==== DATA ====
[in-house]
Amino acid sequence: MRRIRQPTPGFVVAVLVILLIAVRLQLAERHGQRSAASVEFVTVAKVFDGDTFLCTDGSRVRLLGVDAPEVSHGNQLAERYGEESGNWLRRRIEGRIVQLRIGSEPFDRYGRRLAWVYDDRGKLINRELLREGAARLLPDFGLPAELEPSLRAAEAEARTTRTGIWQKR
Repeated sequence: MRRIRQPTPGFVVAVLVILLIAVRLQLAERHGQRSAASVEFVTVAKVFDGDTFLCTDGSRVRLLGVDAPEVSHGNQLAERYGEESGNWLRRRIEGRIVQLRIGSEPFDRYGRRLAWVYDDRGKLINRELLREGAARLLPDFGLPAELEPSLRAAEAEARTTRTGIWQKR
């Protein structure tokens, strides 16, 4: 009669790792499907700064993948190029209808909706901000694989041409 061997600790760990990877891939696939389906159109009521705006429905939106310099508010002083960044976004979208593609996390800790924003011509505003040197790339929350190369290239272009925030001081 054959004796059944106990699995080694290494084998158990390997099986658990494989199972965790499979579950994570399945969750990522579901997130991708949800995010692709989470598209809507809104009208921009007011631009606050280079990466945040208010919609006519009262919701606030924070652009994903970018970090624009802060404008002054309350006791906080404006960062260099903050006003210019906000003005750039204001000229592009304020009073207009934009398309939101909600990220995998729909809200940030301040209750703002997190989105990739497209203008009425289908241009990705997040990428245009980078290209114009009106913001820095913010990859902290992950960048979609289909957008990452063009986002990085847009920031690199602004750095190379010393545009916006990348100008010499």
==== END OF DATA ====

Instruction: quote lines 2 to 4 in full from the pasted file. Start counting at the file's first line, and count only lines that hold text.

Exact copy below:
Amino acid sequence: MRRIRQPTPGFVVAVLVILLIAVRLQLAERHGQRSAASVEFVTVAKVFDGDTFLCTDGSRVRLLGVDAPEVSHGNQLAERYGEESGNWLRRRIEGRIVQLRIGSEPFDRYGRRLAWVYDDRGKLINRELLREGAARLLPDFGLPAELEPSLRAAEAEARTTRTGIWQKR
Repeated sequence: MRRIRQPTPGFVVAVLVILLIAVRLQLAERHGQRSAASVEFVTVAKVFDGDTFLCTDGSRVRLLGVDAPEVSHGNQLAERYGEESGNWLRRRIEGRIVQLRIGSEPFDRYGRRLAWVYDDRGKLINRELLREGAARLLPDFGLPAELEPSLRAAEAEARTTRTGIWQKR
């Protein structure tokens, strides 16, 4: 009669790792499907700064993948190029209808909706901000694989041409 061997600790760990990877891939696939389906159109009521705006429905939106310099508010002083960044976004979208593609996390800790924003011509505003040197790339929350190369290239272009925030001081 054959004796059944106990699995080694290494084998158990390997099986658990494989199972965790499979579950994570399945969750990522579901997130991708949800995010692709989470598209809507809104009208921009007011631009606050280079990466945040208010919609006519009262919701606030924070652009994903970018970090624009802060404008002054309350006791906080404006960062260099903050006003210019906000003005750039204001000229592009304020009073207009934009398309939101909600990220995998729909809200940030301040209750703002997190989105990739497209203008009425289908241009990705997040990428245009980078290209114009009106913001820095913010990859902290992950960048979609289909957008990452063009986002990085847009920031690199602004750095190379010393545009916006990348100008010499």